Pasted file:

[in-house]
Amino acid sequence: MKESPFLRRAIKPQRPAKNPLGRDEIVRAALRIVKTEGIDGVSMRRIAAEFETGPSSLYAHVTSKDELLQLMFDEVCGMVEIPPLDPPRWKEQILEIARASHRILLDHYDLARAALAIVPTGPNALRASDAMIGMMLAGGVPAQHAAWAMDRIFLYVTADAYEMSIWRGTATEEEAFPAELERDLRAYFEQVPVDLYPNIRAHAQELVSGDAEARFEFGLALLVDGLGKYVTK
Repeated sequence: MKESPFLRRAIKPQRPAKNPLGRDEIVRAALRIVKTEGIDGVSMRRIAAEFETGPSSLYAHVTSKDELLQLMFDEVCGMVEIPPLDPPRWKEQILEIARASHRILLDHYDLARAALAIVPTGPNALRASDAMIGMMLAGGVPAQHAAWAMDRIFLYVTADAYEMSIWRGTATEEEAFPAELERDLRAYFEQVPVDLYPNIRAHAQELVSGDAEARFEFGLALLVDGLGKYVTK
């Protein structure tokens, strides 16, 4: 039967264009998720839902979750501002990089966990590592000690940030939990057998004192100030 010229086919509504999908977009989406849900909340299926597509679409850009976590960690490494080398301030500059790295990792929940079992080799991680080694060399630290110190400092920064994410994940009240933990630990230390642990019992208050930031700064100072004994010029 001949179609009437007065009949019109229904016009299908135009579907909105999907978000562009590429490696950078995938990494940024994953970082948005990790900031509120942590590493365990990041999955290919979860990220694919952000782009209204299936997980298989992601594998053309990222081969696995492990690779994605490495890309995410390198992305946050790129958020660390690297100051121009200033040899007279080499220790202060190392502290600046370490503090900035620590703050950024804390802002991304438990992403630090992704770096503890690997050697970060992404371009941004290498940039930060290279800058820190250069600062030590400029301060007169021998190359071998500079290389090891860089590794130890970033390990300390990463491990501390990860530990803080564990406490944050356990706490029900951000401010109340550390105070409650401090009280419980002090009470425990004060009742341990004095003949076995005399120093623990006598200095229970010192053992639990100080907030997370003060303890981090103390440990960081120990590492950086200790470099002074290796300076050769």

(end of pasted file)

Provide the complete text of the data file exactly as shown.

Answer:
[in-house]
Amino acid sequence: MKESPFLRRAIKPQRPAKNPLGRDEIVRAALRIVKTEGIDGVSMRRIAAEFETGPSSLYAHVTSKDELLQLMFDEVCGMVEIPPLDPPRWKEQILEIARASHRILLDHYDLARAALAIVPTGPNALRASDAMIGMMLAGGVPAQHAAWAMDRIFLYVTADAYEMSIWRGTATEEEAFPAELERDLRAYFEQVPVDLYPNIRAHAQELVSGDAEARFEFGLALLVDGLGKYVTK
Repeated sequence: MKESPFLRRAIKPQRPAKNPLGRDEIVRAALRIVKTEGIDGVSMRRIAAEFETGPSSLYAHVTSKDELLQLMFDEVCGMVEIPPLDPPRWKEQILEIARASHRILLDHYDLARAALAIVPTGPNALRASDAMIGMMLAGGVPAQHAAWAMDRIFLYVTADAYEMSIWRGTATEEEAFPAELERDLRAYFEQVPVDLYPNIRAHAQELVSGDAEARFEFGLALLVDGLGKYVTK
């Protein structure tokens, strides 16, 4: 039967264009998720839902979750501002990089966990590592000690940030939990057998004192100030 010229086919509504999908977009989406849900909340299926597509679409850009976590960690490494080398301030500059790295990792929940079992080799991680080694060399630290110190400092920064994410994940009240933990630990230390642990019992208050930031700064100072004994010029 001949179609009437007065009949019109229904016009299908135009579907909105999907978000562009590429490696950078995938990494940024994953970082948005990790900031509120942590590493365990990041999955290919979860990220694919952000782009209204299936997980298989992601594998053309990222081969696995492990690779994605490495890309995410390198992305946050790129958020660390690297100051121009200033040899007279080499220790202060190392502290600046370490503090900035620590703050950024804390802002991304438990992403630090992704770096503890690997050697970060992404371009941004290498940039930060290279800058820190250069600062030590400029301060007169021998190359071998500079290389090891860089590794130890970033390990300390990463491990501390990860530990803080564990406490944050356990706490029900951000401010109340550390105070409650401090009280419980002090009470425990004060009742341990004095003949076995005399120093623990006598200095229970010192053992639990100080907030997370003060303890981090103390440990960081120990590492950086200790470099002074290796300076050769």